An Airbnb spokesperson told The New York Times the company would verify those 7 million listings “using a combination of remote technology inspections and verifications from our community.”

“In theory, I welcome this, as should all legit hosts and property managers,” said David Jacoby, president and cofounder of Hostfully, a property management platform that helps hosts run their short-term rental businesses. He said he thought the promise to verify all homes was a “step in the right direction” but is skeptical that it can become a reality. “I wonder how much of this is just [public relations] versus having an actual impact. How exactly can they verify all 7 million homes?”

Given Airbnb’s track record with the Airbnb Plus program, it’s unlikely humans will be verifying all of the listings by late 2020.

Photo by Omar Marques/SOPA Images/LightRocket/Getty Images)
(Photo by Omar Marques/SOPA Images/LightRocket/Getty Images)

The listings featured in Airbnb Plus are all verified according to a 100-point inspection process, but though Airbnb hoped to have 75,000 homes in Airbnb Plus by the end of 2018, it fell short — either because it wasn’t able to approve them quickly enough or because Airbnb hosts didn’t think being in the program was worth spending $149 to endure the verification process.

Now that Airbnb is guaranteeing verification of all homes on its platform, there may be even less incentive for those hosts to enroll their homes in Airbnb Plus.

“Their rollout of the 100-point plan verification for Airbnb Plus was not the smoothest, and they had a huge backlog for a long time, and that was just for a fraction of the listings,” Jacoby, himself an Airbnb Superhost, told TPG.

Based off of the statement an Airbnb spokesperson gave The New York Times, it could be that Airbnb may follow in the footsteps of another online travel agency, Booking.com, when it comes to verifying its home listings.

A month ago, Booking.com began putting quality ratings on homes and apartments that you can book on its platform. To devise the ratings, Booking.com used artificial intelligence to give these homes ratings that were most equivalent to the kinds of ratings given to hotels, in order to manage guest expectations.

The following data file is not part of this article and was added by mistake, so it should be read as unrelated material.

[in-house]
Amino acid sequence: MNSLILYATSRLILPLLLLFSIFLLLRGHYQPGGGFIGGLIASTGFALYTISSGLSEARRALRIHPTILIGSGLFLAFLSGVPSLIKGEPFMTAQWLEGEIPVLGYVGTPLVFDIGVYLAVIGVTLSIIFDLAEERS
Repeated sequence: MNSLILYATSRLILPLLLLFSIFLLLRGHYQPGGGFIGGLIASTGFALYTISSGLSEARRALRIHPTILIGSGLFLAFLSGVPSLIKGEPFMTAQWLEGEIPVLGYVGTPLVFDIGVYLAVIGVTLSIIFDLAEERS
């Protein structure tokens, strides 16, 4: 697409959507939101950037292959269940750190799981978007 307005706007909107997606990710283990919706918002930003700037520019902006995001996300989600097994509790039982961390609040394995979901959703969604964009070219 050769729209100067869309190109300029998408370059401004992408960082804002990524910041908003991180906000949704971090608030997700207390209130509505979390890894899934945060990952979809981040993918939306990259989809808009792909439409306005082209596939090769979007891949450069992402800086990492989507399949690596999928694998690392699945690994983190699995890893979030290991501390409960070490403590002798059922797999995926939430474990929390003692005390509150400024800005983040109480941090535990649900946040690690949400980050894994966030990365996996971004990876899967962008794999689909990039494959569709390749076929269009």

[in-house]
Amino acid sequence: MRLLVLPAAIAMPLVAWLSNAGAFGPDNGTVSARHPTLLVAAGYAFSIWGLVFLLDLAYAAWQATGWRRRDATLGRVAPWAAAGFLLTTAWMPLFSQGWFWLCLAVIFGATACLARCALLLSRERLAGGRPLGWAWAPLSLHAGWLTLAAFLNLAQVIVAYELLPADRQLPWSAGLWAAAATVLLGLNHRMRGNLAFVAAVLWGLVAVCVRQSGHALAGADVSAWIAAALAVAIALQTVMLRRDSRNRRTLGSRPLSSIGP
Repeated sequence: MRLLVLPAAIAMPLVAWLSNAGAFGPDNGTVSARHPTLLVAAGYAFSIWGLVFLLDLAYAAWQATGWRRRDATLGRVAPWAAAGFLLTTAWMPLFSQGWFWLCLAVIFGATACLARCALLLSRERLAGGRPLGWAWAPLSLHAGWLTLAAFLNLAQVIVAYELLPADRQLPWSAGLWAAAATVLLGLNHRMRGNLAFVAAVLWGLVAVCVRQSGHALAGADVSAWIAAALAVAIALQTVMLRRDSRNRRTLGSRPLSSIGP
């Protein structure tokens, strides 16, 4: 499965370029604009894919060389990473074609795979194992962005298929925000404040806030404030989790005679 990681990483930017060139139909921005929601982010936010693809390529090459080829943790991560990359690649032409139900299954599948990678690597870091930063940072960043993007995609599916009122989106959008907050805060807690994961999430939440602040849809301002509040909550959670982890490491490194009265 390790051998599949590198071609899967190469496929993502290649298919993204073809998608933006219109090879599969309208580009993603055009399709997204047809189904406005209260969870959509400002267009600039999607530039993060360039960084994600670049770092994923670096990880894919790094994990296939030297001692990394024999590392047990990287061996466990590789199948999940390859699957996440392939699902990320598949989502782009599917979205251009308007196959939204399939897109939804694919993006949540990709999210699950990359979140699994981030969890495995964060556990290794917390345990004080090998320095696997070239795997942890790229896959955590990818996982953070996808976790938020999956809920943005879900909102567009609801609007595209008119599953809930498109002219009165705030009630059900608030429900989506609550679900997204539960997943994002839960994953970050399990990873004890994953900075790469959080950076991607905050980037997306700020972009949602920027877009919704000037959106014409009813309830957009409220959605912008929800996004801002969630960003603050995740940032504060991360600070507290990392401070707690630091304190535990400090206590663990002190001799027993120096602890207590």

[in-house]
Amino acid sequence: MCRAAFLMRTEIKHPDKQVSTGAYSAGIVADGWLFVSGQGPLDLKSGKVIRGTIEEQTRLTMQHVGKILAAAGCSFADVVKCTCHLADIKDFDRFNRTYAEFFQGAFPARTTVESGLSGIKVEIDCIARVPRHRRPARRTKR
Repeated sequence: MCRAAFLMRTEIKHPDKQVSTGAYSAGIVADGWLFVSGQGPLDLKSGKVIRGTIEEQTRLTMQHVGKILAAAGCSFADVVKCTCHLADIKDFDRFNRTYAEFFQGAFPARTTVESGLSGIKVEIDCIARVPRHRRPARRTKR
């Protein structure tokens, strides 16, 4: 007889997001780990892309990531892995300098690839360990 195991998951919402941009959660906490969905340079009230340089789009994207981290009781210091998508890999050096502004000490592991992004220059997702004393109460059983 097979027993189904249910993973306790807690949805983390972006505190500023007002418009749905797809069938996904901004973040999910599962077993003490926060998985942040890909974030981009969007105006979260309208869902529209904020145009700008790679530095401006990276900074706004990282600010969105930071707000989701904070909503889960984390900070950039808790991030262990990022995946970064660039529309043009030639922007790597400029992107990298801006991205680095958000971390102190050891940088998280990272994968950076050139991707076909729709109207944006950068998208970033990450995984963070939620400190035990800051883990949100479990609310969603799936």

“The quality benchmarks are based on an A.I.-driven algorithm based on over 400 factors, including guest[s] previous booking behavior and the facilities and amenities provided at the property, as well as local relevance,” a spokesperson for Booking.com told TPG.

Screening ‘high-risk’ reservations

It’s possible some guests with so-called “high-risk reservations” may experience more intense vetting.

“What about the beautiful house in wine country where you want to get married?” Jacoby asked. “What about the huge home on [the] Jersey Shore where you can have a family reunion? Or the cabin in Tahoe where four families can get together for a ski weekend?”

Here, Jacoby said, it’s “less about the home and more about the guests.” But in an effort to quash unauthorized house parties, it’s possible certain travelers will find it more difficult to plan events at Airbnb properties. Jacoby said he also wonders if it’s time all platforms also performed more stringent background checks on all guests.

“There are some third-party companies that are getting popular in the professional vacation rental industry, such as Safely and Autohost, that focus on making sure every guest is a legit guest,” he said.

Courtesy of Airbnb
Airbnb is trying to take more control of safety for both hosts and guests. (Photo courtesy of Airbnb.)

Another Airbnb host whom The Points Guy spoke to said he found it puzzling that Airbnb addressed the Orinda house party shooting, and seemed to take responsibility for what happened there, but didn’t address what was detailed in the Vice article.

“[The house party incident] was a classic case where it triggered every single flag and it was so unfortunate,” he said. “It was a one-day booking [on] Halloween and the guest is from the local area, and the host obviously figured it out but he couldn’t discriminate against the guests, and the guests also said they were escaping the fires. What can Airbnb do if a guest just lies? This was 100% fraud.”